The neurosurgeon then states, "I have discussed the benefits and risks of each of the above options in detail with the patient. She has
elected to proceed with conservative management" (i.e., no surgery at this time). But, in the patient's own handwriting toward the bottom
of the page, she writes for the benefit of Dr. Elmore, "This doctor is only 38 years old and did not want to do the surgery. I went on this
4-hour trip to Gainesville for a 2nd opinion. The doctor that was going to do the surgery
The last of the medical records provided to me are from two follow-up MRIs that were read as essentially negative, i.e., no adenoma was identified. The first one is dated April 17, 2002 -- a year to the day from her initial scan -- and the second March 3, 2004. Though both initially describe a "normal" MRI, the first comments that "the pituitary gland is noted to be plump in appearance," and the second -- which was "unchanged when compared to the previous study of 06/10/03" (which I did not receive a report of) -- says the "pituitary gland is somewhat full in appearance with a convex superior margin." The initial MRI that showed an apparent adenoma did not mention the rest of the gland as appearing "plump" or "full."
The April 2002 report's indication says, "Evaluate for pituitary mass based on abnormal CT findings," implying that somewhere along the way the patient had had a CT scan, though this seems extremely unlikely. In any event, there is no mention that this new MRI was compared to an abnormal CT scan or even to an abnormal MRI from the previous year. Similarly, the March 2004 MRI, though compared to another done in June 2003, was not compared to any "positive" MRI or CT scan.
Though I admittedly have no predisposition to embrace supernatural conclusions (quite the contrary), I can envision a prosaic scenario. Perhaps a "plump" or "full" pituitary was initially overread -- as an otherwise normal-sized pituitary containing an adenoma -- by a neurologist unaware of the patient's normal prolactin level. Perhaps the patient's pituitary was initially even somewhat "plumper" than it was subsequently -- unlike brain tissue, the pituitary is a gland that can undergo some degree of cyclic enlargement and involution.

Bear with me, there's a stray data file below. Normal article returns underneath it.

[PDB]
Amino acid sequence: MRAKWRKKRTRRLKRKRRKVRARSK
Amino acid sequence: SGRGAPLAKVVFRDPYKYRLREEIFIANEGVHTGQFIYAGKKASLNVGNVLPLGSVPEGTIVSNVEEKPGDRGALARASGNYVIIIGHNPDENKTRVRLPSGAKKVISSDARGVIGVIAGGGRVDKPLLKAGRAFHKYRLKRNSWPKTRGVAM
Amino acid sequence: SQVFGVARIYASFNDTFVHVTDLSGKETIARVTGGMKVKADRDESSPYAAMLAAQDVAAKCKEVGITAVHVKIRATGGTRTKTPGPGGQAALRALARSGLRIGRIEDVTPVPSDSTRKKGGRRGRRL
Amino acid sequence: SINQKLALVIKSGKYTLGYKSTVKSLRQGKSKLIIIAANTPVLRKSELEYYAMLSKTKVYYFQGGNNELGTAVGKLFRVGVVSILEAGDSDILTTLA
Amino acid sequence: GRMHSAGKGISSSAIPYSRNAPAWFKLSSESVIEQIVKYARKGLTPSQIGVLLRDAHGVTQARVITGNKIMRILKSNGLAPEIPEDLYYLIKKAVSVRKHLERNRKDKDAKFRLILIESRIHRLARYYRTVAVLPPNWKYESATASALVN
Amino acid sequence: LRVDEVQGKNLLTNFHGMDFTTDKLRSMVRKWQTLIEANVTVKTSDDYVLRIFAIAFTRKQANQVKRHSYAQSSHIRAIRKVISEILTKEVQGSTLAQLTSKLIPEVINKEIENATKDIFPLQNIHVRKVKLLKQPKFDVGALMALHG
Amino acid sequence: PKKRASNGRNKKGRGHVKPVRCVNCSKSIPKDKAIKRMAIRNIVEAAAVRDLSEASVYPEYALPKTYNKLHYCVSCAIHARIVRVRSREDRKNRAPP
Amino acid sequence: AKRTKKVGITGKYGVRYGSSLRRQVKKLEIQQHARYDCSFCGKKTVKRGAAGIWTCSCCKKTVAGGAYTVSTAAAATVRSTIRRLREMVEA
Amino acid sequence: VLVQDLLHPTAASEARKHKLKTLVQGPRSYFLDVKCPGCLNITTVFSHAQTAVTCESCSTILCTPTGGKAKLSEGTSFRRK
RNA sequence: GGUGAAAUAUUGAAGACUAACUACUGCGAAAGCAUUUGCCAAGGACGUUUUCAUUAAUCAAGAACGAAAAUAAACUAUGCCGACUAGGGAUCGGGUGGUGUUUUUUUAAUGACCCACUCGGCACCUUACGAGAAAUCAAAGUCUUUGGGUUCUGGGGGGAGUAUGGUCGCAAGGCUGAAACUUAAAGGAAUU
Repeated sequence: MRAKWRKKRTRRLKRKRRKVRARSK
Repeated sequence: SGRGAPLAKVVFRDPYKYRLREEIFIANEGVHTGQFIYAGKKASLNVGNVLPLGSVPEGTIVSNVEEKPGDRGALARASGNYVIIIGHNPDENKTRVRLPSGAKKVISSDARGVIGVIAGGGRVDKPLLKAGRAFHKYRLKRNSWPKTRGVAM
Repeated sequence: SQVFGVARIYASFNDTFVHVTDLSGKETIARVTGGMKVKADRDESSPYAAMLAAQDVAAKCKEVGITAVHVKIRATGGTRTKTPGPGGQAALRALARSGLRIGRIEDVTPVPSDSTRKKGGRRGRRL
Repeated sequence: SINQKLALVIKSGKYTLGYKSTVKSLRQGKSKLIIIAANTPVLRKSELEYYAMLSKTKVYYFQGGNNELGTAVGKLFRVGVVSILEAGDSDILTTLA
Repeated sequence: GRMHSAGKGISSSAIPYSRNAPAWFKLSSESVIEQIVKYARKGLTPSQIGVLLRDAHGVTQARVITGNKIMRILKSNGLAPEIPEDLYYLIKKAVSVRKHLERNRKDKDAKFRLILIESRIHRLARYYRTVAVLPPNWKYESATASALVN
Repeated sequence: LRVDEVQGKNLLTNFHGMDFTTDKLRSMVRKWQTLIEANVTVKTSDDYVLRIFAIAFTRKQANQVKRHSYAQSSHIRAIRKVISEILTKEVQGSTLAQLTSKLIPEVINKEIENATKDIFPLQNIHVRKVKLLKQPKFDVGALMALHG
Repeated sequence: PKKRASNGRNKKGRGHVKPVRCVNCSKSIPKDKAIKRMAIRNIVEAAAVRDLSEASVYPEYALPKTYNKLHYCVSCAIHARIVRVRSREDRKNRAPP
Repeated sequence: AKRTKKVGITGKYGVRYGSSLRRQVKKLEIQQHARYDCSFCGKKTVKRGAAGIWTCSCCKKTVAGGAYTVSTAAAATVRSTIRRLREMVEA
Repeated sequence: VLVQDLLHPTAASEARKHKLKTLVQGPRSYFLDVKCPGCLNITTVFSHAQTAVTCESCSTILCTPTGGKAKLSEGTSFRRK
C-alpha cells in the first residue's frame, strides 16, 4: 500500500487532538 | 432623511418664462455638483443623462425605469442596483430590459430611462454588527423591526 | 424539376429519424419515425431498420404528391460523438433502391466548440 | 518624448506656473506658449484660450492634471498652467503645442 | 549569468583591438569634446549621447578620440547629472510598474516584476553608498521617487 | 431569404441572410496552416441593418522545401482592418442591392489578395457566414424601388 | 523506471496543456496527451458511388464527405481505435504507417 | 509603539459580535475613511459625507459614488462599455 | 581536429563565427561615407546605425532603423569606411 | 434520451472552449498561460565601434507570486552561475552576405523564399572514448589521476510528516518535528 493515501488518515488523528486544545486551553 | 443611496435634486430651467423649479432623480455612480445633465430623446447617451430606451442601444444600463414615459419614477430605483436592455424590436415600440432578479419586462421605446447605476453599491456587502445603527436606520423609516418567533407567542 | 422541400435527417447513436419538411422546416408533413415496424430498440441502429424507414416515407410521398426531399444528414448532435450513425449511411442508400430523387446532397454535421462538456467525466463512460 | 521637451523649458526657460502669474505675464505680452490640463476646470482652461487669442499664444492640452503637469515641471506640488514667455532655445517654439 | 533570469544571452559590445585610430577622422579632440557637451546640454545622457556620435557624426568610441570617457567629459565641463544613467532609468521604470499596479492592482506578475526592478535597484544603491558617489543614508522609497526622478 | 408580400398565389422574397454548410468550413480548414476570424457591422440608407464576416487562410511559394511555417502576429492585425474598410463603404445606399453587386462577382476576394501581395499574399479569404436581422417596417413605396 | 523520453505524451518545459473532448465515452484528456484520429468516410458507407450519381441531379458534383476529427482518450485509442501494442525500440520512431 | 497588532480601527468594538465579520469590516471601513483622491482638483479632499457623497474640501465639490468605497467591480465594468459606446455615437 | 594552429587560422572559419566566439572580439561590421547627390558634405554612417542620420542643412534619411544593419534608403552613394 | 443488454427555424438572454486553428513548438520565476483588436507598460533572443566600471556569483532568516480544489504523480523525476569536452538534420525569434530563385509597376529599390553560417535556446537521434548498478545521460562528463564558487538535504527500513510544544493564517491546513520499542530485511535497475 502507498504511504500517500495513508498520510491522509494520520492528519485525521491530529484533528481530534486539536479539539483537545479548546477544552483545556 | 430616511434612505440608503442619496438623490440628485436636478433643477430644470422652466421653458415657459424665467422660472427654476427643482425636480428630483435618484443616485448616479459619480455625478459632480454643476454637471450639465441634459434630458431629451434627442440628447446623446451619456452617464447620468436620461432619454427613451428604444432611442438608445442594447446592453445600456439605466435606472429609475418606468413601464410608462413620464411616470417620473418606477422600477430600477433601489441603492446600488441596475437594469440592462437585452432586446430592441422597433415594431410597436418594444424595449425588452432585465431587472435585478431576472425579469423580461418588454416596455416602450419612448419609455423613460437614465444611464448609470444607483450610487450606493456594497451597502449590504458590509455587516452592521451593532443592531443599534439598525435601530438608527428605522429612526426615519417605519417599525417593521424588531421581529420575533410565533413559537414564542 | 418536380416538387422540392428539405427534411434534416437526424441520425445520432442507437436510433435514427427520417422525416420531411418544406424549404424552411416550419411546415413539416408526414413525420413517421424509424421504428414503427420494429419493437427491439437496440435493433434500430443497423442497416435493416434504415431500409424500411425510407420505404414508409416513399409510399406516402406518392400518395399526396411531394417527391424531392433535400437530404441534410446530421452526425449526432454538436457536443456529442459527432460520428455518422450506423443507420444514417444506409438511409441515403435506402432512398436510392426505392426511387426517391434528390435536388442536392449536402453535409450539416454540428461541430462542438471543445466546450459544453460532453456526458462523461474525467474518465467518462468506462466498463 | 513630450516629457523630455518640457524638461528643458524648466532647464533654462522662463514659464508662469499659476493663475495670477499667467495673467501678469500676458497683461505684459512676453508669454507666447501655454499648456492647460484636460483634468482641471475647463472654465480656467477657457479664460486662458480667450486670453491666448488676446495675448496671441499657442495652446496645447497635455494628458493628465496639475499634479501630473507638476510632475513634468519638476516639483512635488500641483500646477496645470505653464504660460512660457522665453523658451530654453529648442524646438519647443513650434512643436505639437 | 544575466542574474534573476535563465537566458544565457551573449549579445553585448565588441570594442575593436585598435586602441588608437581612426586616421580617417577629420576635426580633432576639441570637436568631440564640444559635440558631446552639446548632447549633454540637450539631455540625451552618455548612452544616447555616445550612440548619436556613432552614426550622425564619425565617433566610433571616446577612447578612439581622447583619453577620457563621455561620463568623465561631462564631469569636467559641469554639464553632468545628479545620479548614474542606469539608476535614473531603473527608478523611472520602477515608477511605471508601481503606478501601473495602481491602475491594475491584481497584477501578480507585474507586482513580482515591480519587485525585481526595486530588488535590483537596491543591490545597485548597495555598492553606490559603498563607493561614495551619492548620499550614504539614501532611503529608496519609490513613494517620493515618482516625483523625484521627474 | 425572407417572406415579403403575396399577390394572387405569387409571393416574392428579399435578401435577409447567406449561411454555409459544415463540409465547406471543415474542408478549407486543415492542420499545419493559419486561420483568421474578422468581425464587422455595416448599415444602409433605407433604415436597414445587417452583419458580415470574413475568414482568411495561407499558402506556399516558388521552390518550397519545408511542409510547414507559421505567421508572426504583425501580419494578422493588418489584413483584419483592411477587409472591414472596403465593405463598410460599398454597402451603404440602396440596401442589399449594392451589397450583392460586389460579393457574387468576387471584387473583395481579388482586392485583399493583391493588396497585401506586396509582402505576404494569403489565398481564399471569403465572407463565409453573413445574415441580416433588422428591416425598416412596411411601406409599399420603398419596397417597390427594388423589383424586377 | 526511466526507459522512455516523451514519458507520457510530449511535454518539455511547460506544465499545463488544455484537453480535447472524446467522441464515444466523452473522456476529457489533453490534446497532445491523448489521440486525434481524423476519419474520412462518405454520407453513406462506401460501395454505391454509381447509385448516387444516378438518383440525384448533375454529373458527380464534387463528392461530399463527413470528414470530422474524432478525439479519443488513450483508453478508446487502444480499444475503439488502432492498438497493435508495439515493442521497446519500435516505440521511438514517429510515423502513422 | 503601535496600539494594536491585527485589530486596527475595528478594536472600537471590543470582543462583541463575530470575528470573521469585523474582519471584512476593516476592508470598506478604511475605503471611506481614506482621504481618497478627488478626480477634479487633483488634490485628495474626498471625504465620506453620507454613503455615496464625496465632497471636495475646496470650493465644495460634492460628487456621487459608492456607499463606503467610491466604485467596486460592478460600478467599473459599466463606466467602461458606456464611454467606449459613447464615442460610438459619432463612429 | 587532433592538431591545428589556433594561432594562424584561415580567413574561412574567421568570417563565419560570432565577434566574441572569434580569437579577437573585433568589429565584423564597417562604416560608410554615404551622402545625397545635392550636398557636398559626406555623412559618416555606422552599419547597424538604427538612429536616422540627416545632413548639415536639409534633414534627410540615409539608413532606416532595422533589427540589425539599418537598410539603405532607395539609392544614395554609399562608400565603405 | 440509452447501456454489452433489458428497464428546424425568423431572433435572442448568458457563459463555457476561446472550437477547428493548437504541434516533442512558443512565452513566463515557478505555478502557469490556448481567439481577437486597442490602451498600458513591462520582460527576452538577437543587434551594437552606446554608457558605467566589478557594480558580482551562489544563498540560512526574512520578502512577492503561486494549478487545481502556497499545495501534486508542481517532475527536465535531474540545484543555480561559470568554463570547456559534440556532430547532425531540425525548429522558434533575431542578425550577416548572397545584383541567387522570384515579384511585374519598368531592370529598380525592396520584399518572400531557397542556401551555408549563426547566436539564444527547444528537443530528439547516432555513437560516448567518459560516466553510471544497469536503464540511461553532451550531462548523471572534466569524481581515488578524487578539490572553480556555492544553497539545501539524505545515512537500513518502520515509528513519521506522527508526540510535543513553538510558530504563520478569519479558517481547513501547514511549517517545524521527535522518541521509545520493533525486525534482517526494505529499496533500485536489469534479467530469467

I e-mailed my above impressions to Dr. Elmore "in the hopes that you will reply and clarify/correct any misconceptions/errors contained in my analysis to date." In addition, I asked if any physician other than herself had compared the "positive" and "negative" MRI films to each other. I also asked, "And is there more to the story? For instance, did the adenoma reappear before disappearing again [since no adenoma was seen in her 2002-2004 MRIs]? The 2006 newspaper article mentions proposed surgery 'last year' (2005) in Dearborn. Am I missing those pertinent records? Or was the article terribly inaccurate about that, as well as about 'two neurosurgeons in Florida' recommending surgery, and the 'empty pocket of nothing' where her adenoma had been?"
In her reply, Dr. Elmore stated, "I do think I have a comparison of films from one of the doctors down south and from our local radiologist.
She added, "When I first saw [Donna] I feared that she may have had a tumor which had not had adequate follow-up. Or that the previous evaluation had been only a CT scan. So, I had her get the old films and we sent those to Mercy Hospital here and got an updated MRI. After the last reading, I spoke to the radiologist myself to confirm the change from the previous MRI. I should be able to find that last report."
She also informed me that although Donna originally consented to have her records released to me, she was now "hesitant to cooperate.